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From Ketchup to Salsa, Tomatoes in Big Demand

FRAN CLOVES navigates her cart to the shelves of tomatoes at the trendy Central Market grocery in Austin, Texas. She finds the expected cherry, Roma, and regular varieties, reinforced by exotic red teardrop and yellow tomatoes. There are ``home-growns'' from Texas, organics from California, and gourmet specimens from Florida. Prices range from a mouth-watering 69 cents a pound to a hunger-busting $3.69.

Ms. Cloves says she disregards price and relies on smell and feel. Many of the juicy vegetables pass inspection and wind up in her cart.

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``I love tomatoes,'' Cloves explains. ``I'm the tomato queen.''

If so, the tomato-eating public is one large royal family. Last year, Americans consumed a fresh-weight-equivalent average per mouth of 92 pounds of Big Boy, Jack Pot, Casino Royale, and other varieties, although usually in processed form, the United States Department of Agriculture reports. Americans' Tomato Passion Endures

USDA data confirms that tomatoes have followed potatoes as the most-demanded vegetable at the dinner table for two decades. The department's crop specialists say they suspect that tomatoes achieved that status as far back as the 1930s.

(There's no use arguing that the tomato is actually a fruit. Someone did in 1893, all the way to the US Supreme Court. True, the tomato resembles a fruit in that it is the ripened ovary of a seed plant. But the high court sided with custom over biology. Tomatoes are eaten as a main or side dish and not as a dessert, the majority of justices opined in ruling for the vegetable classification.)

Government consumption statistics count only those tomatoes sold through major commercial channels. Sales by farmers' markets aren't tabulated. Nor are homegrown volumes estimated.

At Sledd Nursery in downtown Austin, fall gardeners find no heat-resistant Sure-Fire tomato seedlings nor any other variety in current stock because of brisk sales. ``Tomatoes are the most popular vegetable to be grown around here,'' a clerk explains.

``The size of the whole market is probably bigger than we think,'' says Charles Plummer, a USDA vegetable commodity specialist.

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Each generation of Americans seems to find a new use for tomatoes that becomes a kitchen classic: ketchup in the 1870s, tomato juice in the 1920s, pizza sauce in the '60s, chili sauce in the '70s, and salsa in the '90s.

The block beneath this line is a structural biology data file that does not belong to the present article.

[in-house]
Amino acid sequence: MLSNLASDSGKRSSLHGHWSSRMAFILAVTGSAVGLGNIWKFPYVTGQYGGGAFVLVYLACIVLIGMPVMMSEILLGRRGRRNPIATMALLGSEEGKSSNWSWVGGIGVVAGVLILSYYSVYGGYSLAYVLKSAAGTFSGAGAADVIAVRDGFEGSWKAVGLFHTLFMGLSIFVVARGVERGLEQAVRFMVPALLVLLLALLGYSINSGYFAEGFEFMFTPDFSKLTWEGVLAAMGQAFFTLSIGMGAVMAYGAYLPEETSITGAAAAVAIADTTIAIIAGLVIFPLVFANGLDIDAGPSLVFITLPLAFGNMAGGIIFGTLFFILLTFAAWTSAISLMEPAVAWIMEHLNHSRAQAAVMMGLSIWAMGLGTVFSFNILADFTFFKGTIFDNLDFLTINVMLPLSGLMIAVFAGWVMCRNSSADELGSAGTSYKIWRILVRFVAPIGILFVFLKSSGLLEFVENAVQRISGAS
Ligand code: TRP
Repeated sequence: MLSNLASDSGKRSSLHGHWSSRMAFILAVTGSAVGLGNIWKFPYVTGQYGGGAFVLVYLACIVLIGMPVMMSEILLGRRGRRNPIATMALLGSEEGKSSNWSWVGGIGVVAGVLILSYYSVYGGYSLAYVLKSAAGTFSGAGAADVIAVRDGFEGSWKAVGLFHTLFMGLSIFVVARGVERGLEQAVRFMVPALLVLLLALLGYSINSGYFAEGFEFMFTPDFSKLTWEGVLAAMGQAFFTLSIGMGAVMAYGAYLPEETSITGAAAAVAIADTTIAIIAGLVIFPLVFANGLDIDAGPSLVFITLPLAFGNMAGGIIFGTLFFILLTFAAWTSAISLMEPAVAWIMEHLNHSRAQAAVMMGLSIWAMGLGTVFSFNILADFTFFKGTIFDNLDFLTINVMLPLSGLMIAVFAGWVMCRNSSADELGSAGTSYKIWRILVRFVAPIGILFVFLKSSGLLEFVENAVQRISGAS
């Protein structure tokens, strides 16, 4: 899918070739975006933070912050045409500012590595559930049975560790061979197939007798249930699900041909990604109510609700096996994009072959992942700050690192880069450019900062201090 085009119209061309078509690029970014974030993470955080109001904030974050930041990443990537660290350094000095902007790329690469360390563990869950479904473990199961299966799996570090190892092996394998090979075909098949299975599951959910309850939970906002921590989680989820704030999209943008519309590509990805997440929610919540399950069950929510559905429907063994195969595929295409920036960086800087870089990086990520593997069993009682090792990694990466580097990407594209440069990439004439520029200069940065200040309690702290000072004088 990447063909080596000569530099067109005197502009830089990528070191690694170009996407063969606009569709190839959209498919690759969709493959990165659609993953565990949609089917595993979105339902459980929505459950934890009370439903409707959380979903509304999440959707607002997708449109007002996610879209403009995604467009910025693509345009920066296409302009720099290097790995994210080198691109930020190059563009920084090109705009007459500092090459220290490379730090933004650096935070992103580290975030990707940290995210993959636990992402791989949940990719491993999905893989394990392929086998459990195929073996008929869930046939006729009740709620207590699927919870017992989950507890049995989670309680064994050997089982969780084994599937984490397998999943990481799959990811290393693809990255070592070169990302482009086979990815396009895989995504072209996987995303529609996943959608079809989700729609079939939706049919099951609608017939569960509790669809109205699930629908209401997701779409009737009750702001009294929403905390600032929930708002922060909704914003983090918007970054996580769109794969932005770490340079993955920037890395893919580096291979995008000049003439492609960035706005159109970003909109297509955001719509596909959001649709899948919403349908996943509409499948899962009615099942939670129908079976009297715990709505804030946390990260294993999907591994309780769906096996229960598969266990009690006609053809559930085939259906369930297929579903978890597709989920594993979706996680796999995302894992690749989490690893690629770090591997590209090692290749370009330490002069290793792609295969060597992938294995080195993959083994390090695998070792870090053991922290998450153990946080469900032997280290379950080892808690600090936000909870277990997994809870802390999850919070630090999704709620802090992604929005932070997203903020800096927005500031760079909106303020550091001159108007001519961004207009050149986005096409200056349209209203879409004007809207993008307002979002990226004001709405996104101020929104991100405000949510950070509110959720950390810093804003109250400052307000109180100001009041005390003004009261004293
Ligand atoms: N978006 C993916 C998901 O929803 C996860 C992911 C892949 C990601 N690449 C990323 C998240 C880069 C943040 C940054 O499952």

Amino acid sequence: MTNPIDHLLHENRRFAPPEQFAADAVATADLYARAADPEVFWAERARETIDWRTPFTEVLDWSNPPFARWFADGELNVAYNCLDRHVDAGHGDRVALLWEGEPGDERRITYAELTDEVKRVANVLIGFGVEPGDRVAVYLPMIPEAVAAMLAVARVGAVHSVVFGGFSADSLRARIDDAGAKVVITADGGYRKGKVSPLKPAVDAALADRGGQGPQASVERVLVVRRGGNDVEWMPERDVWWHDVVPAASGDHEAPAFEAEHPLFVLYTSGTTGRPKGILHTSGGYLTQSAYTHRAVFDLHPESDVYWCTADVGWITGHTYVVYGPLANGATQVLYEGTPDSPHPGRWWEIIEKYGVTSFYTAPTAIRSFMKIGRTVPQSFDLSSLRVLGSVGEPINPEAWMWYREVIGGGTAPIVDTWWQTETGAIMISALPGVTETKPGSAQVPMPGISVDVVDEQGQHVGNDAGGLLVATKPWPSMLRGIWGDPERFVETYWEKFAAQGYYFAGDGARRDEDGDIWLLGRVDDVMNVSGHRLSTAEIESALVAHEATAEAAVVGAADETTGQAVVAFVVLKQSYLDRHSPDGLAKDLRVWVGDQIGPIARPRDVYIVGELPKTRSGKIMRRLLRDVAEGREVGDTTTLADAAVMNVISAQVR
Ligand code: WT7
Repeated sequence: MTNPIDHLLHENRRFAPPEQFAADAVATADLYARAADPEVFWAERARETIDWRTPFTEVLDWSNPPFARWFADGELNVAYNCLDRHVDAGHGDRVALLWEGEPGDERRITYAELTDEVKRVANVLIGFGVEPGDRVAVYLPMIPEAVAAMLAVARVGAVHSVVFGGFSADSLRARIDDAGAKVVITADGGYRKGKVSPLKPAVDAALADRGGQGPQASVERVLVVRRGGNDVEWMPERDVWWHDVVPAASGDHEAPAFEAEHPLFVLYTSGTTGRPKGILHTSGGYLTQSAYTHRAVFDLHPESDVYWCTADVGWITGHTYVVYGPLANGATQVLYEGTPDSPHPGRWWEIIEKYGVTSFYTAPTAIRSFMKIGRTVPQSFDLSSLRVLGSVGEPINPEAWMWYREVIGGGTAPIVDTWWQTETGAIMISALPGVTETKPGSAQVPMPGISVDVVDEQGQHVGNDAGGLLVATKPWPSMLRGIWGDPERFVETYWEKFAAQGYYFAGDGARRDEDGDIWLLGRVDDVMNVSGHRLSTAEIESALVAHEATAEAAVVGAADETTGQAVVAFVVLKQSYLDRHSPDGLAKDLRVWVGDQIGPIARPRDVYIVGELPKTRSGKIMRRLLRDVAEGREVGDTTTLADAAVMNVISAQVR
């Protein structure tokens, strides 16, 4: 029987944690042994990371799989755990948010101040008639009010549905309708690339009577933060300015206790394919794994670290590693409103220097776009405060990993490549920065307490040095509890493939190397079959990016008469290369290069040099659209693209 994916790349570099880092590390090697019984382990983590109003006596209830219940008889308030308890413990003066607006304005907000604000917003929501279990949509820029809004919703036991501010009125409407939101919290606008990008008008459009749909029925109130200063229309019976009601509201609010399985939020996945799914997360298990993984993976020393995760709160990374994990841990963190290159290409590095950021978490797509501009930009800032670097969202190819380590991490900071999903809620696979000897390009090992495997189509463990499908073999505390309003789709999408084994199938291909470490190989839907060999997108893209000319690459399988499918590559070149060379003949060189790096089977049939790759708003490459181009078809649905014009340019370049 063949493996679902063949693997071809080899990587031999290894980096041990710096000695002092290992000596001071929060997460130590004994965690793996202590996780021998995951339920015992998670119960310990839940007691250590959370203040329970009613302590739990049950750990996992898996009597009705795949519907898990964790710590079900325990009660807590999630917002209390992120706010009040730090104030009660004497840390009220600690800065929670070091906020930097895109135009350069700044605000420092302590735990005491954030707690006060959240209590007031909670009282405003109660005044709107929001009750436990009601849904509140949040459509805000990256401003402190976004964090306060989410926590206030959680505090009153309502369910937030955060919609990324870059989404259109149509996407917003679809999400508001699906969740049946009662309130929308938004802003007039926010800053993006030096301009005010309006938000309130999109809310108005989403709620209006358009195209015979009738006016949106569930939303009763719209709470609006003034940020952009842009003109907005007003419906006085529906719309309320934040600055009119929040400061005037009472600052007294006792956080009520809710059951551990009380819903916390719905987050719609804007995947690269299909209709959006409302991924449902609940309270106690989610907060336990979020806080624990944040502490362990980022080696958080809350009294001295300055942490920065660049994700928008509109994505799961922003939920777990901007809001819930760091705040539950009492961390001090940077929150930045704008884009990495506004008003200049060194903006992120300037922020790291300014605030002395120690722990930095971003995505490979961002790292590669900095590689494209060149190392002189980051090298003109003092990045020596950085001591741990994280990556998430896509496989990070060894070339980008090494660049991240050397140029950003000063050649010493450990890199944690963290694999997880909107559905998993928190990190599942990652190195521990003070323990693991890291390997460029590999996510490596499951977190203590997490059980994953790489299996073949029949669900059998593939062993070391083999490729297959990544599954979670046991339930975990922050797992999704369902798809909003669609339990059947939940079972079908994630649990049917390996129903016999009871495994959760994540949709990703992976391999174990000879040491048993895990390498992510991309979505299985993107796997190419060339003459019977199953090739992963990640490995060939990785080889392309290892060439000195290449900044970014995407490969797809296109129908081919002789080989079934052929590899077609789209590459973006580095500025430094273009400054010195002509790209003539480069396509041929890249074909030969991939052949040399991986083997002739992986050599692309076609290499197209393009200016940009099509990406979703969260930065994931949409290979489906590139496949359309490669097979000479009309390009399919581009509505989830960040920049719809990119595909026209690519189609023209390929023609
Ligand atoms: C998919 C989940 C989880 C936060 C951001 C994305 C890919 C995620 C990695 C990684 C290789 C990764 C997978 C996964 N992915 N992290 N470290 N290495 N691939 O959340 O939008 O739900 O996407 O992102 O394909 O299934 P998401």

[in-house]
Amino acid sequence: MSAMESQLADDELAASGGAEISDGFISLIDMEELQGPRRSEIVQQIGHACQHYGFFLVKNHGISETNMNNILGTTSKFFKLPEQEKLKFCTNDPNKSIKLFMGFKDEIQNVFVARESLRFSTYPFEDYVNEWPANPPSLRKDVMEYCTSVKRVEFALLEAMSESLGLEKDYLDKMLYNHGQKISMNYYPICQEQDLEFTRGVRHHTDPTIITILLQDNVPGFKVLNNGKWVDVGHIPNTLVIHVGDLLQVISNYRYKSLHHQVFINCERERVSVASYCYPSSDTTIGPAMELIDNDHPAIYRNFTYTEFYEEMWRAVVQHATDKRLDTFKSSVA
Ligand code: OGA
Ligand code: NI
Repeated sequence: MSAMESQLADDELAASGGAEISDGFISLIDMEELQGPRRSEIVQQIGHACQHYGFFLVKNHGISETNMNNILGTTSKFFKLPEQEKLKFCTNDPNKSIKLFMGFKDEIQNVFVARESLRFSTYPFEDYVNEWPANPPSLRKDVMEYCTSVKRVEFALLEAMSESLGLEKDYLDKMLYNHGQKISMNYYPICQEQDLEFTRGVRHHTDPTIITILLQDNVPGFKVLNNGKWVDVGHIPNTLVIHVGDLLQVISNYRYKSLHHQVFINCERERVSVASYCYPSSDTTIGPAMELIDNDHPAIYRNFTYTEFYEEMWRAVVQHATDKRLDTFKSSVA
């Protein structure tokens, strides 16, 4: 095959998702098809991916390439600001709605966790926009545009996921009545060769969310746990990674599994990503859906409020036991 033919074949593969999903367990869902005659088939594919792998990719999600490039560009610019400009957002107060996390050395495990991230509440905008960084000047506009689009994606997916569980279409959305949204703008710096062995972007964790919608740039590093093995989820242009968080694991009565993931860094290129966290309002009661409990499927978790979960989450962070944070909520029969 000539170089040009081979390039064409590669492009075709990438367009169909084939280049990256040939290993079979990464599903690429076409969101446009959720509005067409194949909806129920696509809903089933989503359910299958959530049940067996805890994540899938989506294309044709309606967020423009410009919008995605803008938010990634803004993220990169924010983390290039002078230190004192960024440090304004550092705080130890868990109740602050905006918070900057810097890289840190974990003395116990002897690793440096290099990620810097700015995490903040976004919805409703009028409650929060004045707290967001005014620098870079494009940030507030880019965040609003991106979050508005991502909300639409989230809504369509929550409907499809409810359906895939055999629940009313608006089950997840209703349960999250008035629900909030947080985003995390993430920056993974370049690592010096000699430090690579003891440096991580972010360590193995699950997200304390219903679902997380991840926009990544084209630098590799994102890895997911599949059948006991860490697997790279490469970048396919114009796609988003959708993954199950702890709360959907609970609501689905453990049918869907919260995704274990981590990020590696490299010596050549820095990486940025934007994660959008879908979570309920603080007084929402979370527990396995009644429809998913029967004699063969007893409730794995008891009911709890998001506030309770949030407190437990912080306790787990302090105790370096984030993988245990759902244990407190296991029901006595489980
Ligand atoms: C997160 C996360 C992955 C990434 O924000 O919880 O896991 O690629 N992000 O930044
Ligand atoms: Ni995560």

Tomato-based foods continue to rise in popularity. Pizza consumption has tripled since the late '70s, the USDA notes. Look no further than the White House, where President Clinton's aides order one-third or more pizza than the Bush administration did, the Domino's chain calculates.

In fact, Americans eat more than four-fifths of their tomatoes in processed form. Last year, just 16 pounds per capita were eaten fresh, according to the USDA.

The American passion for tomatoes and tomato products earned $1.7 billion last year for 14,000 US farmers. California supplies almost all the tomatoes destined for processing, growing sturdy varieties that can stand up to machine harvesters. Florida leads in production of fresh tomatoes, all of which are hand-picked. Fresh tomatoes accounted for two-thirds of farmers' tomato income, even though they accounted for less than one-quarter of production.

This year, American farmers are cultivating more than 440,000 acres of tomatoes. Output may reach the record of 11 million tons set in 1991. With 16 percent of global output, the US - indeed, California alone - is the champeen tomato grower of the world.

The US is not self-sufficient, however. It is a net importer of tomatoes, although the seasonality of production has the country importing heavily from Mexico at times and exporting as far as Sri Lanka at other times.

Last year, the US obtained almost all its imported tomatoes from Mexico - 20 times what it exported back. But the gap has been narrowing in recent years. That trend could receive a gradual assist from the North America Free Trade Agreement, which is phasing out tariffs and quotas.

Commerce is all well and good, but what about the oft-criticized taste of commercially grown tomatoes? Mark Henson is not the kind of assistant produce manager to leave a reporter in doubt. He whips open a pocket knife and carves off slices from Central Market's display of vine-ripened tomatoes.

Results: Texas-grown Desert Glory (99 cents/lb.) are acceptable. The ``homegrown'' tomatoes (99 cents), actually from a small farm west of Austin, are better. The California organics ($3.69) merely equal the ``homegrowns.'' Lee's of Florida ($1.59) taste the best for the money.

Cloves, whose dog defeated an attempt to raise her own tomatoes, sighs: ``There's nothing like home-grown.''

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